The project was expanded to the Kurunegala District, where 150 drivers obtained licences. The drivers were given a probation period.

“Actually, this was a very successful project. It has been almost a year and we haven’t received a single complaint yet,” Motor Traffic Department Commissioner – Driving Licence Wasantha Ariyarathna told reporters on Wednesday.

“We plan to roll it out to all 25 districts islandwide.”

The issuance of driver’s licenses to hearing impaired persons will be done on a bi-annual renewal basis.

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Sri Lanka election commission to announce poll date before weekend

File photo of polling booth

ECONOMYNEXT — Sri Lanka’s Election Commission will announce the date of the election before the end of this week, commission chairman R M L Ratnayake told a private news network.

Ratnayake told the privately owned NewsFirst Wednesday July 24 morning that the gazette notification in this regard would be published before the weekend.

“As I stated before, we will announce the date before the end of this week. There is no backtracking at all. We have selected a date that is nearest and most suitable after September 17 for the election,” he said.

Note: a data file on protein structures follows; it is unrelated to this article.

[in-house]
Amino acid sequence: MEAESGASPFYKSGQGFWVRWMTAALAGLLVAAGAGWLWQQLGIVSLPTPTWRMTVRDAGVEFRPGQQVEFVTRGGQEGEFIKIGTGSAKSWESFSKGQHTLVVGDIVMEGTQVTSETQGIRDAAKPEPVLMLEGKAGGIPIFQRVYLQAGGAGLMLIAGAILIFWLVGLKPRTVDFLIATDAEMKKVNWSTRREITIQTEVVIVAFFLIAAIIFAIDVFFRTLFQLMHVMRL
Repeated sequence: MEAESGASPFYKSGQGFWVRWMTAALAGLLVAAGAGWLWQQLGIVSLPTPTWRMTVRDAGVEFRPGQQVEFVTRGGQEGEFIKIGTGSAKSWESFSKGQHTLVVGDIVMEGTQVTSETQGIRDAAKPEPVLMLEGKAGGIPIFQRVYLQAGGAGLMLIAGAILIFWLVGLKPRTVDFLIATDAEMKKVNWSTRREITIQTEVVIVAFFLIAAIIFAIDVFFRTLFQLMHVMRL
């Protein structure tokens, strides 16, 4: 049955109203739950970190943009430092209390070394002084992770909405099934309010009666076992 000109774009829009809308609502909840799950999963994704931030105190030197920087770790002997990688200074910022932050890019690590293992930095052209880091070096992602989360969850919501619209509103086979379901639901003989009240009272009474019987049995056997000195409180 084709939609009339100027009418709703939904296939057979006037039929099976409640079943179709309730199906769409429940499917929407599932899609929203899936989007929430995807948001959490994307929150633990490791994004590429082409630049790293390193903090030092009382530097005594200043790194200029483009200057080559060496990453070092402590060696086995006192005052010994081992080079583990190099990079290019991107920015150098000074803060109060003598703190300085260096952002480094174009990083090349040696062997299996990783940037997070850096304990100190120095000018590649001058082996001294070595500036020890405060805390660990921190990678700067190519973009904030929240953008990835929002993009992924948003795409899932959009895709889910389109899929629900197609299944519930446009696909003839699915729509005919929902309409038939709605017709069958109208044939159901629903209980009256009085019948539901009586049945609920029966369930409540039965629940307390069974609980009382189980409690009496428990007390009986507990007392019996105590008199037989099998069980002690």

Ratnayake told the media at a press conference on July 16 that the commission will publish the notice announcing nomination and election dates before the end of July.

“Our first task is to publish the notice on the election. From the day the notice is published, nominations have to be accepted between 16 and 21 days. The election should be held within four to six weeks of from the day of accepting nominations,” said Ratnayake.

“The candidates must have enough time to do their campaigns after handing over nominations. Time is also needed to cast postal votes and carry out other duties. The election date should also be convenient for the voters. For the acceptance of nominations, we have to consider cultural factors unique to a country like Sri Lanka. Some people consider things like the Rahu period. So we have to find a date that is suitable for everyone,” he said.

Ratnayake said the election commission intends to issue the notice before the end of July.

“This notice will contain the nominations date and the election date. We plan to then hold the election on the most suitable day after September 17.

“Some people had suggested that we have delayed this to end July to the benefit of one party or another. I want to point out that we can delay we can extend it to August 20 if needed,” he said. (Colombo/Jul24/2024)